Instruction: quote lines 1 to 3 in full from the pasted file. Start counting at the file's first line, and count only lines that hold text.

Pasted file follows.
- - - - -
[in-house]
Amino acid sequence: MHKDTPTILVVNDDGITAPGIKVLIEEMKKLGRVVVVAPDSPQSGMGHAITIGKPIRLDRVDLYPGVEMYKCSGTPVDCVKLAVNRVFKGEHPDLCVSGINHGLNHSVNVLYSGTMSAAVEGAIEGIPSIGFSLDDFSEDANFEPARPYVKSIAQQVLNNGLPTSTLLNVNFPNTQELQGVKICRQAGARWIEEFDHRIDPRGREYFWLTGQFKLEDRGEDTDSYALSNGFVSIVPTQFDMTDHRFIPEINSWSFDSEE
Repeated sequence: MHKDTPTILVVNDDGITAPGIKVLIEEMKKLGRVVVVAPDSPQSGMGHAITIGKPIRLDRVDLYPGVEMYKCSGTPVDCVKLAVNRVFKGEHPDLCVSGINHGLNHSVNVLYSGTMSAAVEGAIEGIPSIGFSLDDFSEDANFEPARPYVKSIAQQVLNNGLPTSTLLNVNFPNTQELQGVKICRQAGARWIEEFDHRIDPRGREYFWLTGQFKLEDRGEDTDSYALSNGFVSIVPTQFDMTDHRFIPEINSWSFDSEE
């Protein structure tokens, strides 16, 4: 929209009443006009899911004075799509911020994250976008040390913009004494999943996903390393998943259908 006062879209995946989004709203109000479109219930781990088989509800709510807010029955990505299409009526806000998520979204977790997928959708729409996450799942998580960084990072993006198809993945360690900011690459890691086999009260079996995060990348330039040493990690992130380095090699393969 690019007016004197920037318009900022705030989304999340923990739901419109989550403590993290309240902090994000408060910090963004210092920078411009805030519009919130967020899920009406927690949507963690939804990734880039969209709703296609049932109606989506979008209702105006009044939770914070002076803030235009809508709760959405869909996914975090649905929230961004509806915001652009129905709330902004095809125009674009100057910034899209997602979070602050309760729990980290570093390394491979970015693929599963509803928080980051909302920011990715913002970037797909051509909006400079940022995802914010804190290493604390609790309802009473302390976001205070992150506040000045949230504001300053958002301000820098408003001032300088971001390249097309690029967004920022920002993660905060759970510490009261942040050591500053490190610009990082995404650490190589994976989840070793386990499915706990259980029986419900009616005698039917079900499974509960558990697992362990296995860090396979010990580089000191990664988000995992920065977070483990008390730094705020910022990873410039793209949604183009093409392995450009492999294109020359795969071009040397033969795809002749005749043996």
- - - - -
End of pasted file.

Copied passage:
[in-house]
Amino acid sequence: MHKDTPTILVVNDDGITAPGIKVLIEEMKKLGRVVVVAPDSPQSGMGHAITIGKPIRLDRVDLYPGVEMYKCSGTPVDCVKLAVNRVFKGEHPDLCVSGINHGLNHSVNVLYSGTMSAAVEGAIEGIPSIGFSLDDFSEDANFEPARPYVKSIAQQVLNNGLPTSTLLNVNFPNTQELQGVKICRQAGARWIEEFDHRIDPRGREYFWLTGQFKLEDRGEDTDSYALSNGFVSIVPTQFDMTDHRFIPEINSWSFDSEE
Repeated sequence: MHKDTPTILVVNDDGITAPGIKVLIEEMKKLGRVVVVAPDSPQSGMGHAITIGKPIRLDRVDLYPGVEMYKCSGTPVDCVKLAVNRVFKGEHPDLCVSGINHGLNHSVNVLYSGTMSAAVEGAIEGIPSIGFSLDDFSEDANFEPARPYVKSIAQQVLNNGLPTSTLLNVNFPNTQELQGVKICRQAGARWIEEFDHRIDPRGREYFWLTGQFKLEDRGEDTDSYALSNGFVSIVPTQFDMTDHRFIPEINSWSFDSEE